Confessions Of A Sinner In Hawthorne's The Scarlet Letter

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Confessions of a Sinner In Puritan society, public confession is required by the Church to show shame but also redemption. This concept of shaming in order to redeem oneself, is time-tested, meaning this belief has been used consistently. In Nathaniel Hawthorne’s The Scarlet Letter, Reverend Dimmesdale is a living example of just that. Throughout Ernest W. Baughman’s article, Public Confession and The Scarlet Letter, his audience receives another view of the characters and the novel itself. Analyzing Baughman’s article forces readers to question the climax of the novel, revisit the characterization of Reverend Wilson, and judge the actions of Reverend Dimmesdale, therefore, creating a deeper interpretation of The Scarlet Letter. There is …show more content…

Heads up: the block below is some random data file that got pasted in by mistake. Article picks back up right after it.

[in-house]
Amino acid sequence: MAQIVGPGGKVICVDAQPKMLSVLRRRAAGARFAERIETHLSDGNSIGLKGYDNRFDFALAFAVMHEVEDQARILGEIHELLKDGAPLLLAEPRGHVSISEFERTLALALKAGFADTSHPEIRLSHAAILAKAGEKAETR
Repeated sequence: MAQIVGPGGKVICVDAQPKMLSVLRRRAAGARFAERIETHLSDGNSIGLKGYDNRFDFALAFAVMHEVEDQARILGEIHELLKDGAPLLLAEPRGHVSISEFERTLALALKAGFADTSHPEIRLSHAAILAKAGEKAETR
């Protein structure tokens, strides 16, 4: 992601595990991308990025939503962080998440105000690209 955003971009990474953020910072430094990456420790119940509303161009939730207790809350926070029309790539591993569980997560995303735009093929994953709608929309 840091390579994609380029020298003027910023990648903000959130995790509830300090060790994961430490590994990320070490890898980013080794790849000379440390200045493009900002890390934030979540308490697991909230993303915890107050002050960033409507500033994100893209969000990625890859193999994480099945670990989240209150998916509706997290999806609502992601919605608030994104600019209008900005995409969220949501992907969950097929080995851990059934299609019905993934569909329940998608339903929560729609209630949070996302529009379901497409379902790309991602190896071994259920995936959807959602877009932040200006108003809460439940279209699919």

Baughman distinctively states, “If we can assume that Dimmesdale completely believes his position on confession… we may ask whether he is culpable in any other actions.” (Baughman, 211). In other terms, Baughman is expressing that Dimmesdale is demonstrating, or even symbolizing hypocrisy. Since he is a minister who has committed adultery, Dimmesdale has ignored his values, thus making him hypocritical. I agree with Baughman’s statement, because if Dimmesdale is truly a hypocrite, who knows in what other situations he could be hypocritical about! In addition, I wonder if Dimmesdale’s dishonesty is to blame for any other events taken place in the novel. Next, Baughman argues, “One [action] that should immediately come to mind is his complete disregard for the state of Hester’s soul-or Pearl’s- until the very end of his life.” (Baughman, 211). Baughman clearly discusses how Dimmesdale will not defend his lover, Hester, or his daughter, Pearl, when they are being victimized by the Puritan community. These actions illustrate hypocrisy, because although Dimmesdale has also committed a crime, he is allowing his loved ones to be punished for their mistake, along with Dimmesdale’s as well. As Dimmesdale cries, “Happy are you, Hester, that wear the scarlet letter openly upon your bosom! Mine burns in secret!” (Hawthorne, 131). In this dramatic quote, Dimmesdale is arguing with Hester, claiming that she is lucky, because she wears her crime, portrayed through the scarlet letter, openly to the community, while he must deal with his sin secretly, causing him guilt and shame. Readers are supposed to feel sympathy for Dimmesdale, at this point in the novel, but no one actually does, because Dimmesdale just sounds like a hypocrite! Dimmesdale has made the choice to keep his crime covered up in secret, and to feel guilty about his sin. In other words, if Dimmesdale would have confessed of adultery,

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